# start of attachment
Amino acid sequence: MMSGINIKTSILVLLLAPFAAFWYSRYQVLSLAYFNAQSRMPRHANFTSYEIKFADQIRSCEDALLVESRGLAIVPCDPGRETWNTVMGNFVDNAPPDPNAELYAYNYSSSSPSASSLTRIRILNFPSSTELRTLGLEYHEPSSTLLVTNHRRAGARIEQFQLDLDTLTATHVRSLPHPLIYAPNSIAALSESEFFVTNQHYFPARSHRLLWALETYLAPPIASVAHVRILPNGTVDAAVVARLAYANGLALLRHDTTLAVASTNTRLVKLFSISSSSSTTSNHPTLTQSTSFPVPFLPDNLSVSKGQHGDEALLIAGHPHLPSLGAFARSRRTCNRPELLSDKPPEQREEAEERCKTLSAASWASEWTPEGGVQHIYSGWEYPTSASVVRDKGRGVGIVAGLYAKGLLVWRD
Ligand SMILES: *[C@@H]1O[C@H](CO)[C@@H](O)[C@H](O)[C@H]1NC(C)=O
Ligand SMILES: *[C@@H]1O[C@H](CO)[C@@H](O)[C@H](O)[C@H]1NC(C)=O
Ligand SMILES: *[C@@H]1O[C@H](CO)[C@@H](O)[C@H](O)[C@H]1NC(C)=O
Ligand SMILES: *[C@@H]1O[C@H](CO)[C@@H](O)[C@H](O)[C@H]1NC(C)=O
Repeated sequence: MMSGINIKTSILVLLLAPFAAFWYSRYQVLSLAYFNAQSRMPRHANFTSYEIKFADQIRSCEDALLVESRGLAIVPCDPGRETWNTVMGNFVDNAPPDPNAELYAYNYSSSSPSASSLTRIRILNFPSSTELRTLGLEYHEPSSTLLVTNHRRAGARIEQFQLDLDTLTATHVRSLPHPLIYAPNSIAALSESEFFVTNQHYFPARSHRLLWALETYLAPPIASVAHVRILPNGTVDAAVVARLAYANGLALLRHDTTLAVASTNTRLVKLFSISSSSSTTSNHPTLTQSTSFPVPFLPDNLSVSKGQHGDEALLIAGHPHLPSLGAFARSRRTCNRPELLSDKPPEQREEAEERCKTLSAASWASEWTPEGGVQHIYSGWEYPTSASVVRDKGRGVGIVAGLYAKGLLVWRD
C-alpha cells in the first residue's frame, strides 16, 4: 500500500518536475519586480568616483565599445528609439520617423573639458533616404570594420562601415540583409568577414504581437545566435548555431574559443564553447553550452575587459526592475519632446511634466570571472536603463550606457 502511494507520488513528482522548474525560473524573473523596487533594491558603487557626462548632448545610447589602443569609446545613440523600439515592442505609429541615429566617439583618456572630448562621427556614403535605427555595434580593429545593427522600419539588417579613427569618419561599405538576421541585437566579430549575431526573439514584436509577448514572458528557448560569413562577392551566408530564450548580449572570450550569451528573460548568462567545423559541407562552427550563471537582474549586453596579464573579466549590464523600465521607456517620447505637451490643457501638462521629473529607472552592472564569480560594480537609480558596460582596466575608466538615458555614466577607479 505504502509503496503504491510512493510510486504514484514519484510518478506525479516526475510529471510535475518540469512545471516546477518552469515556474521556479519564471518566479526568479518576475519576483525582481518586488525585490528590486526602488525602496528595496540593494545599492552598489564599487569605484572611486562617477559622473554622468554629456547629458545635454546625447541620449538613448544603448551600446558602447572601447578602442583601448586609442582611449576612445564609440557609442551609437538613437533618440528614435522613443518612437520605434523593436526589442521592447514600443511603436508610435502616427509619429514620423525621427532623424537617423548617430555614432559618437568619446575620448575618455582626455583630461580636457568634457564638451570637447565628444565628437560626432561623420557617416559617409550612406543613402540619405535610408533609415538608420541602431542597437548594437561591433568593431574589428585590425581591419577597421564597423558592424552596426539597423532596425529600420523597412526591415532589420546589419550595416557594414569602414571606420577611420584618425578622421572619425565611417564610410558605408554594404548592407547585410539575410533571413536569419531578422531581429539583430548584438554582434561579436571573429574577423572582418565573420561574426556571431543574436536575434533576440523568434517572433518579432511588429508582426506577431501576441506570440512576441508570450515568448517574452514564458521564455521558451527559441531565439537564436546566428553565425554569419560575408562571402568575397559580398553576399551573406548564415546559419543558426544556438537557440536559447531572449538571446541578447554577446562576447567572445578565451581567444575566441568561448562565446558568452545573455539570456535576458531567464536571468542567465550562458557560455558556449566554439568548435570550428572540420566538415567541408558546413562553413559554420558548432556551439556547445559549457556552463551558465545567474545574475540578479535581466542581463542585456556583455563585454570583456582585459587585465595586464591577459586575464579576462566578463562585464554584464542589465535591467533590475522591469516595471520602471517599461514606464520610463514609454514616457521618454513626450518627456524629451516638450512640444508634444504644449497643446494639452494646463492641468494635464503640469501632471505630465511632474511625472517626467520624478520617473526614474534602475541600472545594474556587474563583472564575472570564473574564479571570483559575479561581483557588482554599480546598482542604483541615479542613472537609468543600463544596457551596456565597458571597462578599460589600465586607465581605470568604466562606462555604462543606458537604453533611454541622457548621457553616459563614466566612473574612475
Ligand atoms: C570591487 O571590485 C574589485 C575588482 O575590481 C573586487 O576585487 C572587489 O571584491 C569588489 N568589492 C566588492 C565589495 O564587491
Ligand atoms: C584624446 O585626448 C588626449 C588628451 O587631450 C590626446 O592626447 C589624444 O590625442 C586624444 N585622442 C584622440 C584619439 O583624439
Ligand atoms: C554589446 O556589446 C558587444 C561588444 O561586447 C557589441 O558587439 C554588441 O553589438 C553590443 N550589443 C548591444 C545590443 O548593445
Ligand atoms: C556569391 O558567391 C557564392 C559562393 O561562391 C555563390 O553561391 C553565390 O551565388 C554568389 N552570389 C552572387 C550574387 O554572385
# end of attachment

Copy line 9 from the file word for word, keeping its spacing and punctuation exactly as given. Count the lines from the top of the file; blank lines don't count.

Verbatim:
Ligand atoms: C584624446 O585626448 C588626449 C588628451 O587631450 C590626446 O592626447 C589624444 O590625442 C586624444 N585622442 C584622440 C584619439 O583624439